The developer who helped usher in a new era of Pike/Pine development with the overhaul of Capitol Hill’s Odd Fellows Building received a 45-day jail sentence this week after pleading guilty to a charge of second-degree malicious mischief in a “cockamamie” caper involving Lake Chelan views, 123 poplar trees, and 81 bags of arbor-cidal salt.
Despite the plea deal, Ted Schroth, now 47, received a stiff penalty from Chelan County Superior Court Judge Lesley Allan who added 30 days to the 15 days sought by prosecutors, The Wenatchee World reports:
He is free until Jan. 4, when he must turn himself in to the Chelan County Regional Justice Center. He may serve the time on work release and, with good behavior and a day already served at his arrest, will likely be jailed for about 30 days.
Schroth will also be required to pay $156,000 in restitution to the owners of Whiskey Ranch, the neighboring housing development where the poisoned trees were located. Schroth’s lawyer requested he serve community service in lieu of jail time but the judge wasn’t buying it. “I think that is going to be a more appropriate message, Mr. Schroth, to our community, about the way we view your actions,” she said, calling the attempt a “cockamamie scheme” in the process.
CHS reported on Schroth’s 2014 attempted mass tree murder earlier this year when the Bellevue-based developer was accused of pouring 81 bags of salt around the bases of 123 trees neighboring The Lookout, Schroth’s Chelan-located “lakeside village.” Police said evidence left at the scene and video surveillance from the local Wal-Mart proved Schroth was an attempted tree murderer:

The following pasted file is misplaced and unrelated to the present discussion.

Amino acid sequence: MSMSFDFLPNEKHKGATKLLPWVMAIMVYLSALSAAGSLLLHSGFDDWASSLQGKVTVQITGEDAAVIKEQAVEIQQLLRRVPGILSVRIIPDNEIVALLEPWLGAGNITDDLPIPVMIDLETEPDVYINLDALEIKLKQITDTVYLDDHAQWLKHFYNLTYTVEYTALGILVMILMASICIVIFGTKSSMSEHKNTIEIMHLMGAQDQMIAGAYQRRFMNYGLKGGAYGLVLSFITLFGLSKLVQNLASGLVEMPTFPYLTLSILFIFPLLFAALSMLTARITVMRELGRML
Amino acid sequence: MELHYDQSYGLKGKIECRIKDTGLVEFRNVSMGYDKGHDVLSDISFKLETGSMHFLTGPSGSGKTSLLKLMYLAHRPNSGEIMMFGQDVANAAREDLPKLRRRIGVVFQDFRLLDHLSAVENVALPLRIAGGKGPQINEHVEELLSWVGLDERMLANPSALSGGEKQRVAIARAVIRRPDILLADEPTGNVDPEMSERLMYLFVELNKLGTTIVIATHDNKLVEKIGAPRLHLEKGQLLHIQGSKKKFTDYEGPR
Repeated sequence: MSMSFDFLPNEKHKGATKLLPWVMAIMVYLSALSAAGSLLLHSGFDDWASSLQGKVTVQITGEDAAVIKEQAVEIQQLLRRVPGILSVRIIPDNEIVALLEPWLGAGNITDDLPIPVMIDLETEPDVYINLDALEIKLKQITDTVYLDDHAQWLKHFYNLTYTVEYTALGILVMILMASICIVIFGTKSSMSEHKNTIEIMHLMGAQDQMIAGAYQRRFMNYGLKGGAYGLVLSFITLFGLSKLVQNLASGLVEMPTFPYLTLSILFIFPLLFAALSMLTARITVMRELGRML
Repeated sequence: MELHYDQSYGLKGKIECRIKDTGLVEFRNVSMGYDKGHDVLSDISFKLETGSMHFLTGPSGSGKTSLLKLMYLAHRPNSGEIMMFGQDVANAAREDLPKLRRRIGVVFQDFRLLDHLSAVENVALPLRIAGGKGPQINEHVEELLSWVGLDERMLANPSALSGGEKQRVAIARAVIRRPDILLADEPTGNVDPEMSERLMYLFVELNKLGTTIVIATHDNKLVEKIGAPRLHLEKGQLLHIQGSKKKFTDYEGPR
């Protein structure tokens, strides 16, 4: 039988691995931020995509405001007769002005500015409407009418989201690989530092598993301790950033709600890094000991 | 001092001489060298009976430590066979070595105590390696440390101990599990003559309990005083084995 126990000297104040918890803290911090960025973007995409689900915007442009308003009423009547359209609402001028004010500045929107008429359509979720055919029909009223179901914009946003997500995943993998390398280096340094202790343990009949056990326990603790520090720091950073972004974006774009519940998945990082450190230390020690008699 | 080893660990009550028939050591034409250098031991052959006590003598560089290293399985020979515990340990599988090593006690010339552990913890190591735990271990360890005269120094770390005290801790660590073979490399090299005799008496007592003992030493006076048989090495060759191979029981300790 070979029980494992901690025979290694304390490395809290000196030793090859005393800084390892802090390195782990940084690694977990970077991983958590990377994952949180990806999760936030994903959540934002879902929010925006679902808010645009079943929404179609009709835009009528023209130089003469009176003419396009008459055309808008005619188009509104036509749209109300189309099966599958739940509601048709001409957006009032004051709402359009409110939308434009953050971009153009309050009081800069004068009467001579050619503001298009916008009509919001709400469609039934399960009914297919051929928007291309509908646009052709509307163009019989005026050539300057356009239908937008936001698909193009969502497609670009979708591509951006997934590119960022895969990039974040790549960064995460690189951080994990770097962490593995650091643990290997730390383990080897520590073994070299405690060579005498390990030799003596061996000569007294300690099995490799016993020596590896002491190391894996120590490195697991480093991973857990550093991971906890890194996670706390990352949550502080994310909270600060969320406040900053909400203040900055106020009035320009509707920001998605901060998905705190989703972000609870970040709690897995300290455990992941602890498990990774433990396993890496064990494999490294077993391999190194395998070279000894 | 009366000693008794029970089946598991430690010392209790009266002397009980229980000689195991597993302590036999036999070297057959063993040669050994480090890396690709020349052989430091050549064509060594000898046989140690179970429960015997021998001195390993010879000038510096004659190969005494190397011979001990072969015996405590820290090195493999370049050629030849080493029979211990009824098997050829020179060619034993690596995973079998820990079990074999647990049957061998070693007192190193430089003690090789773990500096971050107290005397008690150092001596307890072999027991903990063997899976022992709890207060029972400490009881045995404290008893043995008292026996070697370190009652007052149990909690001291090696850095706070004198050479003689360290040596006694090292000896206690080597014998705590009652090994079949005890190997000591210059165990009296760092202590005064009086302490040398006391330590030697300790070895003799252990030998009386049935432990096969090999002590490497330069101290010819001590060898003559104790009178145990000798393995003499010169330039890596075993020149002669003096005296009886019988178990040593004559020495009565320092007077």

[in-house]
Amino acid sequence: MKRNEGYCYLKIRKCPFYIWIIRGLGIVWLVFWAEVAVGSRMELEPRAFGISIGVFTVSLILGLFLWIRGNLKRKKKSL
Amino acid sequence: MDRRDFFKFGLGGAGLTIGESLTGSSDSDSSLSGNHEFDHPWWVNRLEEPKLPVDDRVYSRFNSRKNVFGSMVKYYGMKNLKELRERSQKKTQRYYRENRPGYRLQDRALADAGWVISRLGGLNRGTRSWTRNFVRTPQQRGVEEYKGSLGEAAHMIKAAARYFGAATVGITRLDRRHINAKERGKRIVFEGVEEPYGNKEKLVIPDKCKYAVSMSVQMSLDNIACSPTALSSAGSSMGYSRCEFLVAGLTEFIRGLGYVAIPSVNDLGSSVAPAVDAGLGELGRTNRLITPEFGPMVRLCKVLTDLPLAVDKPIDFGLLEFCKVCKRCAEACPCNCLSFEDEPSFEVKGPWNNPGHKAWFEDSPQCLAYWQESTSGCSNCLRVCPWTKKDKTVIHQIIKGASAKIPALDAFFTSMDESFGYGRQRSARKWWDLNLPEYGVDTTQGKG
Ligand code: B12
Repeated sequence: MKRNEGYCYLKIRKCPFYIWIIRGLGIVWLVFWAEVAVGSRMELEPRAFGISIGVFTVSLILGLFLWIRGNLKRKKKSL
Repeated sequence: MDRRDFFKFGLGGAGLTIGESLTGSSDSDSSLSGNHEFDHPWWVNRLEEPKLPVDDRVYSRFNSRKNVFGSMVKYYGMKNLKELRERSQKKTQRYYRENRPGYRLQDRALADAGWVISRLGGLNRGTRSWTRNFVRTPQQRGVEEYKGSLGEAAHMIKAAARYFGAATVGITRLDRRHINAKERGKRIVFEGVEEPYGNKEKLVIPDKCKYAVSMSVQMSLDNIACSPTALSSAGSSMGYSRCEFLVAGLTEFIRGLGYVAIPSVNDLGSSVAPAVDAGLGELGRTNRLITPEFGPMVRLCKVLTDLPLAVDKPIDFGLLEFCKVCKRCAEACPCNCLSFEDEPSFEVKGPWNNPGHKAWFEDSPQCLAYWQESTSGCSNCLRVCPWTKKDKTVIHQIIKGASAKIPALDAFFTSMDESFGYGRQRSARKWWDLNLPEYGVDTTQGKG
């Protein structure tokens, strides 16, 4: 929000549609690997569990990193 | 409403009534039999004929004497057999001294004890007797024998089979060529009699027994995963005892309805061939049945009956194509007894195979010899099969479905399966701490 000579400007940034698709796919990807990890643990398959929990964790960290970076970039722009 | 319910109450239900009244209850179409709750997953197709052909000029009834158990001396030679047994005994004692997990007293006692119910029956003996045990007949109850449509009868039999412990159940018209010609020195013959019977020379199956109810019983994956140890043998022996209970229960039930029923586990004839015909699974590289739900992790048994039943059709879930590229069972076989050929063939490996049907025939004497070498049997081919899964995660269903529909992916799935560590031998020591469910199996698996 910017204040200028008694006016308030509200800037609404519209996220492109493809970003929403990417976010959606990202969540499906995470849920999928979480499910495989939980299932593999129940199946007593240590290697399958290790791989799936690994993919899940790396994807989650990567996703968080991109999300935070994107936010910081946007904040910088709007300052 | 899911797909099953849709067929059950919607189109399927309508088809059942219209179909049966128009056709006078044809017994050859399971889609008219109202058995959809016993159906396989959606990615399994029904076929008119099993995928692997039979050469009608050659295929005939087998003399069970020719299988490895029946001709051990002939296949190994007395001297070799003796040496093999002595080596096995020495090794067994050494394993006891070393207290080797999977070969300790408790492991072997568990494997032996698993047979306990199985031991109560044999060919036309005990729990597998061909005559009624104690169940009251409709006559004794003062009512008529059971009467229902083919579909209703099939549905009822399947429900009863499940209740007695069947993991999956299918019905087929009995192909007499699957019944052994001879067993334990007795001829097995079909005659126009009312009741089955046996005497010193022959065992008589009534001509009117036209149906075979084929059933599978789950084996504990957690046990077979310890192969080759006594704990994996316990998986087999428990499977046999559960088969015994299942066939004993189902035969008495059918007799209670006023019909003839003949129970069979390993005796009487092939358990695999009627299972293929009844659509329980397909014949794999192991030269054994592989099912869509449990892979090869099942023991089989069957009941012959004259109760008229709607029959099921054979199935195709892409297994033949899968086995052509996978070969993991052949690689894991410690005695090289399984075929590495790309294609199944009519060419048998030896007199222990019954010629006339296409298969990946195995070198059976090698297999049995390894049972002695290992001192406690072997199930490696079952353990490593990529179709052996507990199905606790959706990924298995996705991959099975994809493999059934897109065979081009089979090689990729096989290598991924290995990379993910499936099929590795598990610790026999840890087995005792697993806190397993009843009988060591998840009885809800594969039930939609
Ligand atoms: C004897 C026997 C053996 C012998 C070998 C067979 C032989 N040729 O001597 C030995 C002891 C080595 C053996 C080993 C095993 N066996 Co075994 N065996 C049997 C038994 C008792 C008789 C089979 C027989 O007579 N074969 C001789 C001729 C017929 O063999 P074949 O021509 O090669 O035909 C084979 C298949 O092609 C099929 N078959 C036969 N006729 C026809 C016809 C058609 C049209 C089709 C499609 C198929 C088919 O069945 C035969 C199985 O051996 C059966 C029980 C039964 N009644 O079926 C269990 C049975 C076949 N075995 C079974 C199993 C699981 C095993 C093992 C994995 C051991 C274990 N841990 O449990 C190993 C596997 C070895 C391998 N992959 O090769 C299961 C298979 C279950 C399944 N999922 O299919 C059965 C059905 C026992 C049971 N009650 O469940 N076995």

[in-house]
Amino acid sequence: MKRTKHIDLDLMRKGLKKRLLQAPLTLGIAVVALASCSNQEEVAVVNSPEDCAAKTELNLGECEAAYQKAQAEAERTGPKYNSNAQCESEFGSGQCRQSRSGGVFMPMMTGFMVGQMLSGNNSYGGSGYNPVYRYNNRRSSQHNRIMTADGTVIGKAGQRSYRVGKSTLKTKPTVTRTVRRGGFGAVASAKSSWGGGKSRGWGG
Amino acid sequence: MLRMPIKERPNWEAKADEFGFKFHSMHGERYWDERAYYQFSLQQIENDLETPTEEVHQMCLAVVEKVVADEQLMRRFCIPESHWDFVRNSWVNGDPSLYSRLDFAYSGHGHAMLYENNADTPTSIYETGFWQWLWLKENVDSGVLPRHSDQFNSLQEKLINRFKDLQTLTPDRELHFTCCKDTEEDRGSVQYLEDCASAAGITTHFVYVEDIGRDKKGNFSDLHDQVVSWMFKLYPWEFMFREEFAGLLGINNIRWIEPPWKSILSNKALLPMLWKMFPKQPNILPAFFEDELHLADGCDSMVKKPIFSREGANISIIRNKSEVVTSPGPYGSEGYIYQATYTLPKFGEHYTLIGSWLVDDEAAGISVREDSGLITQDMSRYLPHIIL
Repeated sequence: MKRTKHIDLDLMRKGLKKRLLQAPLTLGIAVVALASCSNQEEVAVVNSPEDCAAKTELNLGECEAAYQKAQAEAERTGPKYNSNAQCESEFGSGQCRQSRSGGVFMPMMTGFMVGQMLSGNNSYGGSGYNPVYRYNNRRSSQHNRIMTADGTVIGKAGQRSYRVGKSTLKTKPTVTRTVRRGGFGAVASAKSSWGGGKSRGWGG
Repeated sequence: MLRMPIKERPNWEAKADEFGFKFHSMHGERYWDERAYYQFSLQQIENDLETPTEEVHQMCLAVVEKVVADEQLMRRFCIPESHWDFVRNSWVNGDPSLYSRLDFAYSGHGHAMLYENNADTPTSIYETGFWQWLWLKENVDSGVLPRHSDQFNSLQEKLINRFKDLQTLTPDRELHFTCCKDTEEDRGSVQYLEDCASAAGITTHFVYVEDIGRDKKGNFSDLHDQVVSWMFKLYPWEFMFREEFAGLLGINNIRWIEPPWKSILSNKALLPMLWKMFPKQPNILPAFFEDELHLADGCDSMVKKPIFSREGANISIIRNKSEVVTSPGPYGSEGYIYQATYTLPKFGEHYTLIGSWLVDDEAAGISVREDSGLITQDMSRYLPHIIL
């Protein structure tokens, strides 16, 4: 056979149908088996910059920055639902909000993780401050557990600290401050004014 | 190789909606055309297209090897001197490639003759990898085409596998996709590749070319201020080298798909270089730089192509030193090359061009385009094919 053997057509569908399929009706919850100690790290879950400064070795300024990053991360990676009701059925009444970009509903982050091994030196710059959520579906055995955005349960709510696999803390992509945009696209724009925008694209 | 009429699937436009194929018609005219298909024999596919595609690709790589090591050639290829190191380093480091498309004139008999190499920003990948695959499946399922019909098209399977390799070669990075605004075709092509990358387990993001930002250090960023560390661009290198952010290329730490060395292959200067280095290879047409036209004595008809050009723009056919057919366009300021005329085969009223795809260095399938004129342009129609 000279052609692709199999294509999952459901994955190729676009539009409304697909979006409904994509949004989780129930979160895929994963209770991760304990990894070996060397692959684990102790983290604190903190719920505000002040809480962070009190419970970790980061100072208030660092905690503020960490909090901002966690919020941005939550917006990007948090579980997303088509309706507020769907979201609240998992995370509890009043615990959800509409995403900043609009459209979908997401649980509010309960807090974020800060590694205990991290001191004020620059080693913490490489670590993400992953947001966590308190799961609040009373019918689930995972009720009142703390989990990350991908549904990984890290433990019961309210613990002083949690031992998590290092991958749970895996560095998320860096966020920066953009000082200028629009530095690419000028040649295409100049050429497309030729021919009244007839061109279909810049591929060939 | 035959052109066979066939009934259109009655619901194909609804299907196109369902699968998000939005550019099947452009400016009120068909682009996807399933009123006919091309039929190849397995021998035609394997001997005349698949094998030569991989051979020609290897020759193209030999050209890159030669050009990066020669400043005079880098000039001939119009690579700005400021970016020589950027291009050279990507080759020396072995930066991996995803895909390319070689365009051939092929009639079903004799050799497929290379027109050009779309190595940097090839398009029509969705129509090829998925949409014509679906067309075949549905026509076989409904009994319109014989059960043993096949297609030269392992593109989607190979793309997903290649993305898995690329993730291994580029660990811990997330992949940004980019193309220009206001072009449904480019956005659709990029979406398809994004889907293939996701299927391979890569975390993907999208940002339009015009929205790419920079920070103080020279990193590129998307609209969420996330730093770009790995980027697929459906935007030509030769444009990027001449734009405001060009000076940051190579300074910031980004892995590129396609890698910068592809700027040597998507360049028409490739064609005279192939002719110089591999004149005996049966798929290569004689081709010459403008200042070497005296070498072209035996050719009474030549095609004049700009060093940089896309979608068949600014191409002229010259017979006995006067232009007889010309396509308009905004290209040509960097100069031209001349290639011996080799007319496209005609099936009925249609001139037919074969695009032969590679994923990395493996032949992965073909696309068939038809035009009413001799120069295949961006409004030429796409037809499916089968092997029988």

On Capitol Hill, the Eastside residing Schroth is best known as the landlord at the Odd Fellows building at 10th and Pine. He and wife Tricia Schroth acquired the property for $8.5 million in 2007. CHS wrote here about the transformation of Odd Fellows from a neglected but well-used home for arts groups and performance spaces.
UPDATE 12/15/15: We were sent a statement from Lisa Pugh, one of the owners of Whiskey Ranch, on the outcome of the case:
Our family has a long history in Chelan dating back more than 45 years and we’re proud to be part of this great community. We’re grateful to have the criminal portion of Mr. Schroth’s unfortunate actions behind us. We believe the judge’s sentencing in this case was just and appropriate. We would like to thank Judge Allan, the Chelan County Sheriff and the prosecuting attorney’s office for their professional, diligent work and follow through.